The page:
There are still some things that the BBC does incredibly well, and The Diary of Anne Frank (BBC1, Monday to Friday) was one. It’s the licence fee that allows the corporation to take these risks, and next time the Murdoch press whinges about it, you might contemplate the limitless dross we would have to suffer if it went. (By the way, taking the Times and the Sunday Times for a year costs nearly three times as much as the licence fee. I wonder which most people would think better value?)
If Anne Frank had lived, she would have been 80 this year. Over the decades the story has become sanitised in the popular imagination. Delightful, heroic, saintly family living together in appalling circumstances, in the end betrayed by someone unknown. True as far as it went, but Deborah Moggach created a richer narrative by going back to the original diary (Otto Frank, Anne’s father, and the only survivor from the attic, censored the first edition, taking out references to her own sexuality and her bad relationship with her mother). What we got was a more affecting tale, of a teenager with the usual resentments and tantrums, forced to live in a claustrophobic confinement, trying to rebel against people who were never more than a few feet away. Anne was petulant about the things all girls of that age are cross about — their parents and siblings, but smaller grievances too, like not being let into the bathroom. So we got the toilet timetable of Albert Dussel, a fellow prisoner, played with wonderful sensitivity by Nicholas Farrell, simultaneously sympathetic and deeply annoying.
The 150 minutes were filled with telling moments: the family’s faces when someone describes a wedding, narrated entirely in terms of the food. The joy when they get a real cake. The panic when burglars break into the offices below; they assume it must be the police. The terror when one of the women has a tooth out, and cannot stop screaming. The radiant hope with which they hear the news about D-Day.
I don’t think I’m giving anything away when I say that the story has an unhappy ending. But this was handled deftly too: the police were cold but not cruel, businesslike really. The last we see is the family being led downstairs as on-screen captions describe their fate. When Otto was released he still thought he might find his daughters again and learning they had died of typhus in Bergen-Belsen must have been unspeakable.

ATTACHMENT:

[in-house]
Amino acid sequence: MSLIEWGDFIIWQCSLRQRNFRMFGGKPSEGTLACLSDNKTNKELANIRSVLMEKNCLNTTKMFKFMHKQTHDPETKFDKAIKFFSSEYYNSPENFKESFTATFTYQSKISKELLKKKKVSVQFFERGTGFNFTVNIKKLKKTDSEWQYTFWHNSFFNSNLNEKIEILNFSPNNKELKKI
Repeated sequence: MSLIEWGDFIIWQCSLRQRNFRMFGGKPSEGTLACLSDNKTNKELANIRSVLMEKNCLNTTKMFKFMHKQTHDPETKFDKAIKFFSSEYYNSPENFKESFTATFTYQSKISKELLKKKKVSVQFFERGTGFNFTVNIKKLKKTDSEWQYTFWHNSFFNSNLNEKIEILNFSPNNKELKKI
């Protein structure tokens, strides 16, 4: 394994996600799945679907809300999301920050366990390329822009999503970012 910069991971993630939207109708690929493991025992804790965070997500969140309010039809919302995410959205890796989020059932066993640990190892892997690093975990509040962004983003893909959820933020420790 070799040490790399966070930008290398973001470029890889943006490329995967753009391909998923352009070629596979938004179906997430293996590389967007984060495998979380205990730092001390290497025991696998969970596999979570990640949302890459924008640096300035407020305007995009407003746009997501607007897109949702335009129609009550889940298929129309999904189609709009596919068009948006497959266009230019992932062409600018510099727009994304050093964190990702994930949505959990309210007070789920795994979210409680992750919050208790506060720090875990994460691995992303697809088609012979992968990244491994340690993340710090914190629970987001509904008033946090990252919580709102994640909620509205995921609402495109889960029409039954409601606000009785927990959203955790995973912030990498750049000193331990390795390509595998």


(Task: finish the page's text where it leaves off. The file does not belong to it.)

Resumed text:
I was reminded of the Big Brother house, in which imprisoned people also work out their grievances and resentments, while trying to fashion some kind of life for themselves. They even have a diary room. How fortunate we are that, in order to recreate this experience, we have to make it artificial, coarse and commercial.
The acting was of a very high order. Tamsin Greig as Mrs Frank was superb, making an entirely successful shift from her usual light comedy roles. Ellie Kendrick was a heart-stirringly believable Anne; we shall, I am sure, hear much more of her.
But in spite of its triumphs, the BBC has its nervous tics. I’ve mentioned before the fear felt by programme controllers that some viewer, somewhere, might be bored even for a few seconds. Oz and James Drink to Britain (BBC2, Tuesday) was a good idea. I’ve chatted to Oz Clarke and he is every bit as charming and clever as his TV persona. I have never met James May, but I suspect he is more charming and clever than he cares to let on. So a series in which they discover great booze made in Britain should be both beguiling and informative. And we did learn a little bit about beer. Not a lot, because the producers were far too busy with business. Oz apparently turns up late for the start of their trip. Why? Obviously he wasn’t really late, any more than I believe they actually lived in a caravan toured by a Rolls. Why did they pretend to have lost their train tickets? Why did we see them ‘accidentally’ tow the caravan past the place they were visiting, and have to turn it round by hand? It was done on purpose, it wasn’t remotely funny and it wasted time. I’m not saying we should have had a solemn lecture on beer brewing, but a bit more information and a bit less winsome whimsy would have been welcome.
Hustle is back on BBC1, and Trial and Retribution on ITV. What’s the difference? Hustle is silly but funny. T&R is silly but glum. I know which I prefer. Thank goodness for the licence fee.